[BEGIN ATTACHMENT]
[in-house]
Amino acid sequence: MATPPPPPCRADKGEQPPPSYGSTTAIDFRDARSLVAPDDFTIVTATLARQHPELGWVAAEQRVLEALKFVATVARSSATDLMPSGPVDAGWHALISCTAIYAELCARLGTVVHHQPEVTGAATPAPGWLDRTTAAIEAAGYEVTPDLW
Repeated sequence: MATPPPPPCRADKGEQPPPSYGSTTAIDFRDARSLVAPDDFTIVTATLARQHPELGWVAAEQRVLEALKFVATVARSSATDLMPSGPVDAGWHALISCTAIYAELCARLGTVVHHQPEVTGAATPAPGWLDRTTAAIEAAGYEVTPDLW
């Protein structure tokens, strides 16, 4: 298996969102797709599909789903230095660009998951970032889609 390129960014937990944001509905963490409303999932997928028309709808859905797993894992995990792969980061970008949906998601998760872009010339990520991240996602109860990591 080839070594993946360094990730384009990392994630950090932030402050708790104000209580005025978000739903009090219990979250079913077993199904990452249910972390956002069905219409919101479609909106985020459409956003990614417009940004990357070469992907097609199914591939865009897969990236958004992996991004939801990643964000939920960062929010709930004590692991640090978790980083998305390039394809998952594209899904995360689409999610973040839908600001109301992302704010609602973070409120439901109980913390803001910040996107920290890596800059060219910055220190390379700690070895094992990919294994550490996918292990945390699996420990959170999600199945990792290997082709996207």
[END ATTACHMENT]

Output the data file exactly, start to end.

[in-house]
Amino acid sequence: MATPPPPPCRADKGEQPPPSYGSTTAIDFRDARSLVAPDDFTIVTATLARQHPELGWVAAEQRVLEALKFVATVARSSATDLMPSGPVDAGWHALISCTAIYAELCARLGTVVHHQPEVTGAATPAPGWLDRTTAAIEAAGYEVTPDLW
Repeated sequence: MATPPPPPCRADKGEQPPPSYGSTTAIDFRDARSLVAPDDFTIVTATLARQHPELGWVAAEQRVLEALKFVATVARSSATDLMPSGPVDAGWHALISCTAIYAELCARLGTVVHHQPEVTGAATPAPGWLDRTTAAIEAAGYEVTPDLW
């Protein structure tokens, strides 16, 4: 298996969102797709599909789903230095660009998951970032889609 390129960014937990944001509905963490409303999932997928028309709808859905797993894992995990792969980061970008949906998601998760872009010339990520991240996602109860990591 080839070594993946360094990730384009990392994630950090932030402050708790104000209580005025978000739903009090219990979250079913077993199904990452249910972390956002069905219409919101479609909106985020459409956003990614417009940004990357070469992907097609199914591939865009897969990236958004992996991004939801990643964000939920960062929010709930004590692991640090978790980083998305390039394809998952594209899904995360689409999610973040839908600001109301992302704010609602973070409120439901109980913390803001910040996107920290890596800059060219910055220190390379700690070895094992990919294994550490996918292990945390699996420990959170999600199945990792290997082709996207």